Clever alternatives to traditional dyed Easter eggs
Easter is a time when Christian families gather to celebrate the resurrection of Jesus Christ. Religious customs abound on Easter, but a number of secular traditions have emerged as well, with perhaps the most popular one being the coloring of Easter eggs.
There are some people who desire more environmentally friendly Easter eggs, so here are some creative and greener ideas for coloring eggs this year:
- Wooden eggs: Visit a craft store and purchase wooden eggs that can be painted and decorated however you desire. The wooden eggs will be durable and can be stored away for use each year. Because they are made of wood, a naturally recyclable material, they are easy on the environment.
- Natural dyes: Use different food items to create all-natural dyes for the eggs. Tea, fruit and vegetable juices (even packaged drink mixes) can be used to tint Easter eggs. Because you’re controlling the materials you use, you can ensure they are safe to use.
- Papier-mâché: This ancient paper crafting technique uses recycled paper and a paste to create a hardened mold. Turn excess scraps of paper into delightful eggs put on display for the holiday.
- Cornstarch eggs: Cornstarch is used in everything from packing materials to children’s craft products. Cornstarch can be molded into solid forms or foam-type consistencies. Egg kits are sold with this green material. When Easter is over, the cornstarch eggs can be put out for composting. Foam-type eggs may be dissolved with water.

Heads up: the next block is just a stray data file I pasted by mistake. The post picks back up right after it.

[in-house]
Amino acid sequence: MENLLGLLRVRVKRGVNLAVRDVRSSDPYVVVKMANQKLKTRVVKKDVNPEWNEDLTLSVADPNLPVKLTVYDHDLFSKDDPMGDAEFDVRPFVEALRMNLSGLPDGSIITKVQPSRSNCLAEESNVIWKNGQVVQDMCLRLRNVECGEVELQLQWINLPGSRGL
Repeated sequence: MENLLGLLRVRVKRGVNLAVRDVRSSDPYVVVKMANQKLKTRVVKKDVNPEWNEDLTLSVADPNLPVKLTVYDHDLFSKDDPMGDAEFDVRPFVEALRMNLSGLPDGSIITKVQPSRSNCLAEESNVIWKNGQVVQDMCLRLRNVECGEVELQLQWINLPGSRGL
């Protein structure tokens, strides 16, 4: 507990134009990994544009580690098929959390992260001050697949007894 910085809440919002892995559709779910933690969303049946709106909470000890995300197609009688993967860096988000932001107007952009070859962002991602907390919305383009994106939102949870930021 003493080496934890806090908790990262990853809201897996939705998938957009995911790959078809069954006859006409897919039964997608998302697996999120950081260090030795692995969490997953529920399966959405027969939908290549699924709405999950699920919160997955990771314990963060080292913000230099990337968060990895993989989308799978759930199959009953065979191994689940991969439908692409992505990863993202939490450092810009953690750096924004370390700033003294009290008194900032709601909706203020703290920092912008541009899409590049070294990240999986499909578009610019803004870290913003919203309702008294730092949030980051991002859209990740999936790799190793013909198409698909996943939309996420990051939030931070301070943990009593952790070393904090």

- Edible eggs: Traditional Easter eggs can be wasteful if the eggs are boiled and used entirely for display. Rather, make eggs that will be enjoyed and are not at risk of spoiling too soon after being on display. Making gelatin-dessert eggs is one way to use the eggs after Easter, and creative people can try crafting eggs out of meringue as well.
- Dough eggs: Have the children get out their favorite modeling dough and craft multi-colored eggs as a fun, rainy-day project. Those who want the eggs to last can purchase actual clay from the craft store or whip up their own medium at home. After drying, the eggs should be ready to paint.
- Drained eggs: Those interested in using the yolks and albumen from the eggs for cooking can poke small holes into the eggs and drain them. The remaining eggshells can be decorated and displayed.
This information was provided courtesy of MetroCreativeConnection.
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